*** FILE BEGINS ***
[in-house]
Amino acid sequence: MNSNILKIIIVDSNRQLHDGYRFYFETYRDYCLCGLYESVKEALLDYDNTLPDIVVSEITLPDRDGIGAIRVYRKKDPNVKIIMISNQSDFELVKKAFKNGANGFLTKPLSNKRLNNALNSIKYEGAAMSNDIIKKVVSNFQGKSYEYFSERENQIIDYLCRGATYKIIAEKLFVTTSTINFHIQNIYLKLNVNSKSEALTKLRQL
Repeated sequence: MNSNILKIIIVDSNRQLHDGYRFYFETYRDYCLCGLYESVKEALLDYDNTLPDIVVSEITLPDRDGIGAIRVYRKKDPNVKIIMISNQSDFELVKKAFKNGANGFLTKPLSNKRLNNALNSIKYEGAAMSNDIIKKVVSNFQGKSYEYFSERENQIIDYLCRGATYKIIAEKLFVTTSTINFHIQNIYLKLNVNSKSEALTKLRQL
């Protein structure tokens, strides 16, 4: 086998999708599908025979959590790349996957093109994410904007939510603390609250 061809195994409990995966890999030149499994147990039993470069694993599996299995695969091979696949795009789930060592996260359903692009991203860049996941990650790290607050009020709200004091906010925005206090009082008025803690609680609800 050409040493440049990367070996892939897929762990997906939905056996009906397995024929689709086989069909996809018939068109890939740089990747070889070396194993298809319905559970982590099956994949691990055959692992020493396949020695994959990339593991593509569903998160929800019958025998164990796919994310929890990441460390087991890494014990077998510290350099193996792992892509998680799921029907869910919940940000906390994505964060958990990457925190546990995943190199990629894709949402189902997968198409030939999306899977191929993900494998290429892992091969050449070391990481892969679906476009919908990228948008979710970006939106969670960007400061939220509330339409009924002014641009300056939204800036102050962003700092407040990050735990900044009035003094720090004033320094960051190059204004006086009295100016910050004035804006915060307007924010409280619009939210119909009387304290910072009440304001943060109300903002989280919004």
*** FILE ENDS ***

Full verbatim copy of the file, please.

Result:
[in-house]
Amino acid sequence: MNSNILKIIIVDSNRQLHDGYRFYFETYRDYCLCGLYESVKEALLDYDNTLPDIVVSEITLPDRDGIGAIRVYRKKDPNVKIIMISNQSDFELVKKAFKNGANGFLTKPLSNKRLNNALNSIKYEGAAMSNDIIKKVVSNFQGKSYEYFSERENQIIDYLCRGATYKIIAEKLFVTTSTINFHIQNIYLKLNVNSKSEALTKLRQL
Repeated sequence: MNSNILKIIIVDSNRQLHDGYRFYFETYRDYCLCGLYESVKEALLDYDNTLPDIVVSEITLPDRDGIGAIRVYRKKDPNVKIIMISNQSDFELVKKAFKNGANGFLTKPLSNKRLNNALNSIKYEGAAMSNDIIKKVVSNFQGKSYEYFSERENQIIDYLCRGATYKIIAEKLFVTTSTINFHIQNIYLKLNVNSKSEALTKLRQL
């Protein structure tokens, strides 16, 4: 086998999708599908025979959590790349996957093109994410904007939510603390609250 061809195994409990995966890999030149499994147990039993470069694993599996299995695969091979696949795009789930060592996260359903692009991203860049996941990650790290607050009020709200004091906010925005206090009082008025803690609680609800 050409040493440049990367070996892939897929762990997906939905056996009906397995024929689709086989069909996809018939068109890939740089990747070889070396194993298809319905559970982590099956994949691990055959692992020493396949020695994959990339593991593509569903998160929800019958025998164990796919994310929890990441460390087991890494014990077998510290350099193996792992892509998680799921029907869910919940940000906390994505964060958990990457925190546990995943190199990629894709949402189902997968198409030939999306899977191929993900494998290429892992091969050449070391990481892969679906476009919908990228948008979710970006939106969670960007400061939220509330339409009924002014641009300056939204800036102050962003700092407040990050735990900044009035003094720090004033320094960051190059204004006086009295100016910050004035804006915060307007924010409280619009939210119909009387304290910072009440304001943060109300903002989280919004």